Cape of no hope

Vic­to­ria & Al­fred Wa­ter­front of­fers tank and roof wa­ter for res­i­dent fleet

Sunday Times - - FRONT PAGE - By BOBBY JOR­DAN

Now the ships go dry

For the first time in his­tory, ships call­ing in Cape Town are no longer al­lowed to fill up with fresh wa­ter, be­cause of the city’s se­vere drought.

Transnet last week con­firmed a ban on the sale and sup­ply of drink­able fresh wa­ter to all ves­sels call­ing at Cape Town. They have been urged to fill up fur­ther along the coast.

“While it is con­ceded that these mea­sures may have a neg­a­tive im­pact on some busi­ness com­po­nents, so dire is the sit­u­a­tion in the city that the port is res­o­lute in its de­ci­sion in the in­ter­est of ba­sic sur­vival of all who have to live in this re­gion,” Transnet said.

The de­ci­sion also af­fects ship re­pair­ers and lay-by ves­sels, which have been in­structed to get fresh wa­ter from other sources, such as de­sali­na­tion sys­tems.

The V&A Wa­ter­front con­firmed this week that it was of­fer­ing “grey wa­ter” to boats within its har­bour and marine precinct, which is host­ing this week­end’s Cape Town In­ter­na­tional Boat Show.

Har­bour mas­ter Steven Bent­ley said: “The Wa­ter­front has con­verted a lot of wa­ter we get from our tanks and roofs.”

The City of Cape Town has warned that at cur­rent con­sump­tion rates its avail­able dam wa­ter will run out in March. Dams are 37% full com­pared with 60% this time last year. As a re­sult, the coun­cil has fast-tracked sev­eral ini­tia­tives aimed at aug­ment­ing sup­ply.

The Sun­day Times es­tab­lished this week that:

The Cape’s famed proteas and fyn­bos are start­ing to die in high moun­tain ar­eas be­cause of the drought;

The city coun­cil is con­sid­er­ing ar­ti­fi­cially fill­ing a gi­ant nat­u­ral aquifer un­der the city, pos­si­bly us­ing treated waste wa­ter, to serve as a wa­ter store;

CapeNa­ture has be­gun an air­borne as­sault on wa­ter-guz­zling pines, us­ing he­li­copters to fire her­bi­cide at trees in in­ac­ces­si­ble ar­eas.

Cape Town mayor Pa­tri­cia de Lille con­firmed that the city had be­gun wa­ter ra­tioning by “ag­gres­sively” re­duc­ing tap-wa­ter pres­sure. She also ap­pealed to pri­vate busi­nesses to make con­tin­gency plans “for worst-case sce­nar­ios”.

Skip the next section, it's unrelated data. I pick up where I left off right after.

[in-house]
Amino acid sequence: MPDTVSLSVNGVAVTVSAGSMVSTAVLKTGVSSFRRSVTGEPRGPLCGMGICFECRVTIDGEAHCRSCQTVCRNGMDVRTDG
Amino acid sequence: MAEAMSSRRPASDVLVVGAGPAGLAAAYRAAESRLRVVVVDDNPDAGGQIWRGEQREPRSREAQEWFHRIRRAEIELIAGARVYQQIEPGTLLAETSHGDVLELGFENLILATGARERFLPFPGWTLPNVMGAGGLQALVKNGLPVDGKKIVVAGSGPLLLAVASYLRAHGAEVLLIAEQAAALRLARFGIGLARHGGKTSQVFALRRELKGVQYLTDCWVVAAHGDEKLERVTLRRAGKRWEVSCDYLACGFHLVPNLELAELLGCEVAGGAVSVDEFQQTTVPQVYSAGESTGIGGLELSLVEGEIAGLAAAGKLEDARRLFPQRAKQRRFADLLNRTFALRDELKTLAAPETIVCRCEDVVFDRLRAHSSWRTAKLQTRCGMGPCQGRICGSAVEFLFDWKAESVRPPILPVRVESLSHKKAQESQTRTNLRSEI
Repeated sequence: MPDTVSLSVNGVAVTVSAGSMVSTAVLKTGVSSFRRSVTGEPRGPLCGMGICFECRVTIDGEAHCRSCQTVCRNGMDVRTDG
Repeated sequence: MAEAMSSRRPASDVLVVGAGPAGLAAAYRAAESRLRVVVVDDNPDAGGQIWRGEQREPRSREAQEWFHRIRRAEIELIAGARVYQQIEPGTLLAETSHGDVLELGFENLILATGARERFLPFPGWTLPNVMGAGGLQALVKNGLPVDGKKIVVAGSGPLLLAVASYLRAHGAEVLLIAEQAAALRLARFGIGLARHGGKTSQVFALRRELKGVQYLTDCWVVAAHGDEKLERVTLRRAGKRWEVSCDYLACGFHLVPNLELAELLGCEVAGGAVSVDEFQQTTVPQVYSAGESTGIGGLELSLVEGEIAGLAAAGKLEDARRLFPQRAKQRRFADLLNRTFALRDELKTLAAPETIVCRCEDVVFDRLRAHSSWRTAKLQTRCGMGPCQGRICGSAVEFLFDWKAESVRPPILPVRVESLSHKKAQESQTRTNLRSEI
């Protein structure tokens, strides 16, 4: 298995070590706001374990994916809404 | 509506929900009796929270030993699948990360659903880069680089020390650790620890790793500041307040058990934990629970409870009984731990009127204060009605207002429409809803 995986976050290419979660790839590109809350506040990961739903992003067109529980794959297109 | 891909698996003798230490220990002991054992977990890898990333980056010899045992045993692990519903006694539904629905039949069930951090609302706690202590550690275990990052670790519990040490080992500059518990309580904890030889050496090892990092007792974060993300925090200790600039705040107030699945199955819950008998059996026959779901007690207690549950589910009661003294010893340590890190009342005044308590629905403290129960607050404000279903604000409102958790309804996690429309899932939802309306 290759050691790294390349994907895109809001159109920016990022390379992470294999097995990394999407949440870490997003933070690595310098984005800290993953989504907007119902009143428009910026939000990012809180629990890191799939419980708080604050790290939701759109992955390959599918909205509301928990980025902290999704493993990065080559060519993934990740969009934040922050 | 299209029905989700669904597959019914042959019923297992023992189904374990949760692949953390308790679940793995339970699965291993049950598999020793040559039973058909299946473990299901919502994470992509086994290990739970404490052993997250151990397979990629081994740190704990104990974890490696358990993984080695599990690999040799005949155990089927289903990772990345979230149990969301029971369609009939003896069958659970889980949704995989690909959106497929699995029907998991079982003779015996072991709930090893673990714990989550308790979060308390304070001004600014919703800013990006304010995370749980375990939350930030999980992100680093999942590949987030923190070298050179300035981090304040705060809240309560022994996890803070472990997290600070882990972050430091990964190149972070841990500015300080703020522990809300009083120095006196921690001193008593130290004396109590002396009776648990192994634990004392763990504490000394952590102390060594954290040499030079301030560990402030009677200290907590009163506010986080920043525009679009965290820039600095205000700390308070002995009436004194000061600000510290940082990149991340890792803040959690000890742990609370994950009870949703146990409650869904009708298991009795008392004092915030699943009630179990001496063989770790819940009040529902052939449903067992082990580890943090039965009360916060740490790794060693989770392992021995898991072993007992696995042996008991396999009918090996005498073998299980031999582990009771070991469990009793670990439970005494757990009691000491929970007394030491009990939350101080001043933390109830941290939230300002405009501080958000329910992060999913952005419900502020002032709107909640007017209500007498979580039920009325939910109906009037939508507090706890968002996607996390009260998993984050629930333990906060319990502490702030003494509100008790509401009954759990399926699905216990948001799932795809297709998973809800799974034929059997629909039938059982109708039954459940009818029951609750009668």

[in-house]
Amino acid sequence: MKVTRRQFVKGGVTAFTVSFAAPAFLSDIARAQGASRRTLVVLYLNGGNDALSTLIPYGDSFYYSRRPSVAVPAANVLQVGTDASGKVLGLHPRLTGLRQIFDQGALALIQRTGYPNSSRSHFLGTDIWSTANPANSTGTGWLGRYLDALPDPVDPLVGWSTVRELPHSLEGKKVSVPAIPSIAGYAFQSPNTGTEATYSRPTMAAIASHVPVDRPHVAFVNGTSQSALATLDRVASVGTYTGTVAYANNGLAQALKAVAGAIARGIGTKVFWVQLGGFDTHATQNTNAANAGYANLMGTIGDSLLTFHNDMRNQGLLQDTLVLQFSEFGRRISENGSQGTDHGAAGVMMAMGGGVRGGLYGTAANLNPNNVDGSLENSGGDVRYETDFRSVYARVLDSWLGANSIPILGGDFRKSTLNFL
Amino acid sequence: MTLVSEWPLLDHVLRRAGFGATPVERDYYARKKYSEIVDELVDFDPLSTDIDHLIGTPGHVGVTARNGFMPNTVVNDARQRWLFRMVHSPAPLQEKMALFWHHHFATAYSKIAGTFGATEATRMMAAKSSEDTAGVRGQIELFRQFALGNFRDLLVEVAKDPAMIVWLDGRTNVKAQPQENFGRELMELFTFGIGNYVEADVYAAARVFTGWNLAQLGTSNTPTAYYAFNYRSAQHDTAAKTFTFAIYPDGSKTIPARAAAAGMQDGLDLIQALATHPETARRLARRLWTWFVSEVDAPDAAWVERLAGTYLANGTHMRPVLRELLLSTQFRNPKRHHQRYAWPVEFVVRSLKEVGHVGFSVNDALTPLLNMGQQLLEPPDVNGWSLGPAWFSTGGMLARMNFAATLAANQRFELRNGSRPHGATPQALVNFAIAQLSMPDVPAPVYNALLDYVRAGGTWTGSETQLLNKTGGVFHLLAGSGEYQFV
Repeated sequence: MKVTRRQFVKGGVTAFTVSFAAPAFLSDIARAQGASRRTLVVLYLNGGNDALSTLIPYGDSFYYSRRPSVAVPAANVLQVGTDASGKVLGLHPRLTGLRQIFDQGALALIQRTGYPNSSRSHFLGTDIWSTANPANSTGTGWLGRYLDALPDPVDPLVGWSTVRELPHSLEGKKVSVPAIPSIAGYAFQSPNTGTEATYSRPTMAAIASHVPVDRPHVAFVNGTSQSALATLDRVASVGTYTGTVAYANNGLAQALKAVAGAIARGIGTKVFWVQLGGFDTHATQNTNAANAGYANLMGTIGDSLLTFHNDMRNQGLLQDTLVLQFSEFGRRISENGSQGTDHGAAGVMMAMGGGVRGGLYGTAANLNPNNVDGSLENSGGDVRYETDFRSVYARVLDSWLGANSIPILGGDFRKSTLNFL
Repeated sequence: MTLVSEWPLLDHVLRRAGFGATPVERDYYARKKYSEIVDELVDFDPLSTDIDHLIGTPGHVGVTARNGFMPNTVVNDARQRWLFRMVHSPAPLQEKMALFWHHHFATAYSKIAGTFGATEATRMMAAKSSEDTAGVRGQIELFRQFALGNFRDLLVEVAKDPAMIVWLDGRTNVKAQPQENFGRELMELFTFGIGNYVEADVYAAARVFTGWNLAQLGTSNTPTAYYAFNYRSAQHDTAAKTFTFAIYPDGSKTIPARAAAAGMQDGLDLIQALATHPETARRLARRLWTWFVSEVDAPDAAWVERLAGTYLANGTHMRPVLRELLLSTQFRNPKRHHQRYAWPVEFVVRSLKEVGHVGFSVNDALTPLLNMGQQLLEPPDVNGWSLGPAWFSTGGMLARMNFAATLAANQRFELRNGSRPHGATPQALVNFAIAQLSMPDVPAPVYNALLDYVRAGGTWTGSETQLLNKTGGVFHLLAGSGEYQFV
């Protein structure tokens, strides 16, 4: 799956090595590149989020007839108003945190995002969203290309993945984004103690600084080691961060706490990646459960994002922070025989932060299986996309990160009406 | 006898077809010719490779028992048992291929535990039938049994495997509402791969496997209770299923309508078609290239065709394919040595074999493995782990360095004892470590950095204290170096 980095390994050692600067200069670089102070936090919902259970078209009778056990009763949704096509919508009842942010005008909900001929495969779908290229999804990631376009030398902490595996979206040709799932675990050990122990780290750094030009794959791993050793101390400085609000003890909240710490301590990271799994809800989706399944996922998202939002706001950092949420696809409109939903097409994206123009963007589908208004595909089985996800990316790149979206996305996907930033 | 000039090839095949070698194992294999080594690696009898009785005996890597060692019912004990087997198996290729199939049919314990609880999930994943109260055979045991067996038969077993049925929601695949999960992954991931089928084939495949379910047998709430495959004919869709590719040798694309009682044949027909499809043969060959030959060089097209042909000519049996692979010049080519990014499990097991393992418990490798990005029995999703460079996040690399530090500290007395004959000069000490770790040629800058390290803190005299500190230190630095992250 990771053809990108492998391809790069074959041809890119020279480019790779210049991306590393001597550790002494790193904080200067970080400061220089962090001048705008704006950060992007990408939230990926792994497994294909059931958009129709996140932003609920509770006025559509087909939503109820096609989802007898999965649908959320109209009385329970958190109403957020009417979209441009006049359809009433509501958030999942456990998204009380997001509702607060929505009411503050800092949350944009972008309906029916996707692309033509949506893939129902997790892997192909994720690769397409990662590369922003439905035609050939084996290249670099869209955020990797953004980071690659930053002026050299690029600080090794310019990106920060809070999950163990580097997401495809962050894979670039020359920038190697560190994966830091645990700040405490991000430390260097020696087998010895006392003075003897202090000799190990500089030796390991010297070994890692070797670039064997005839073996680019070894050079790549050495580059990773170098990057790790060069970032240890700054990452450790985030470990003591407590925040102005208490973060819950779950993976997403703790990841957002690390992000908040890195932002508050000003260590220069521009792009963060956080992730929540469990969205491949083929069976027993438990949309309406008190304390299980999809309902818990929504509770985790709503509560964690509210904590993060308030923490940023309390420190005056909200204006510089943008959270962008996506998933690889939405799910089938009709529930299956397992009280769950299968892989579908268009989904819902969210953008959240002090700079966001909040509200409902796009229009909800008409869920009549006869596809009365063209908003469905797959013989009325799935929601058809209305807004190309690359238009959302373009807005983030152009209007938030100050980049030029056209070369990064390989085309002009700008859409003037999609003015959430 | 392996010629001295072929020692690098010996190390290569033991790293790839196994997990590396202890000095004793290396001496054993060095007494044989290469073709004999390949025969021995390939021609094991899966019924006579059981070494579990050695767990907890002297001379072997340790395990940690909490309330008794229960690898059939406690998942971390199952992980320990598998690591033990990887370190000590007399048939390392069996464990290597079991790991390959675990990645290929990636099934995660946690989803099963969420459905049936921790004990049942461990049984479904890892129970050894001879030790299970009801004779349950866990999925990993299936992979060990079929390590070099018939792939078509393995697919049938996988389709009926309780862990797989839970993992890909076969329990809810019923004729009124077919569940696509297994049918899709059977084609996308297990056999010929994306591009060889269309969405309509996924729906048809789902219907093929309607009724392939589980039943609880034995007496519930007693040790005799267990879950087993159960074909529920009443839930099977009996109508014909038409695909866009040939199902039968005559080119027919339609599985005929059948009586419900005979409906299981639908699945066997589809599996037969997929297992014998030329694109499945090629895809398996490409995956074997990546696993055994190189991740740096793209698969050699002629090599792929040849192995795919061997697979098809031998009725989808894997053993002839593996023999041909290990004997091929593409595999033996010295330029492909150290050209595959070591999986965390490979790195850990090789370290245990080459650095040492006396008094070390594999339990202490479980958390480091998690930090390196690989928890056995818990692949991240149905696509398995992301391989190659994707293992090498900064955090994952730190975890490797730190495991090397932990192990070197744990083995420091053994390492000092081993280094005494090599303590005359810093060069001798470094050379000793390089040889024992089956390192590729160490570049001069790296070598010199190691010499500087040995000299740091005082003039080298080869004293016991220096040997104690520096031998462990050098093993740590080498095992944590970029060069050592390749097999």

Xanthea Lim­berg, may­oral com­mit­tee mem­ber for wa­ter and waste ser­vices, said ar­ti­fi­cial recharge of the Cape Flats aquifer formed part of the city’s longer-term plan­ning.

“This will en­able us to in­crease the wa­ter vol­ume that can be sus­tain­ably ex­tracted over and above that pro­vided by rain­wa­ter in­fil­tra­tion,” she told the Sun­day Times.

“Our im­me­di­ate fo­cus is the emer­gency in­stal­la­tion of bore­holes to pro­vide much­needed ad­di­tional wa­ter.”

The city has al­ready fast-tracked ten­ders for de­sali­na­tion and ground­wa­ter ex­trac­tion. Last week it out­lined emer­gency pro­ce­dures should the city run dry.

“It is very se­ri­ous,” said the Univer­sity of Cape Town’s Kevin Win­ter. “There are some huge un­knowns at this point be­cause the tech­ni­cal de­tail and po­ten­tial to gen­er­ate the planned vol­ume of wa­ter, ei­ther from the ground, from treated ef­flu­ent and from ground­wa­ter, are un­known — at least to the gen­eral pub­lic.”

Mean­while, the air­borne pine erad­i­ca­tion project ap­pears to be bear­ing fruit.

“We have al­ready done an ini­tial trial and the im­pact on the fyn­bos is neg­li­gi­ble — it’s a good-news story,” said Deon Ros­souw, man­ager of CapeNa­ture’s Limi­et­berg Re­serve.

Else­where farm­ers have be­gun re­mov­ing fruit trees in the ab­sence of ir­ri­ga­tion wa­ter, af­ter their wa­ter quo­tas were re­duced.

The cri­sis has sparked in­no­va­tive com­mu­nity projects, such as a “green­ing” ini­tia­tive along the Lies­beek River, once a source of drink­ing wa­ter for Khoi herders and used to ir­ri­gate crops in the early days of the Cape colony. It now runs most of the way to the sea through a canal.

The city coun­cil and lo­cal res­i­dents have joined forces to turn the canal back into a nat­u­ral state and start a veg­etable gar­den along one of its banks with the help of home­less peo­ple liv­ing nearby. The idea is that a more nat­u­ral Lies­beek acts as a wa­ter fil­ter, po­ten­tially in­creas­ing the sup­ply of drink­able wa­ter.

Our im­me­di­ate fo­cus is the emer­gency in­stal­la­tion of bore­holes to pro­vide ad­di­tional wa­ter Xanthea Lim­berg Cape Town city coun­cil­lor

Pic­ture: Esa Alexan­der

Gill Lan­ham is help­ing to green the Lies­beek River. Un­til now the river and its canal have been used to chan­nel waste wa­ter into the sea.

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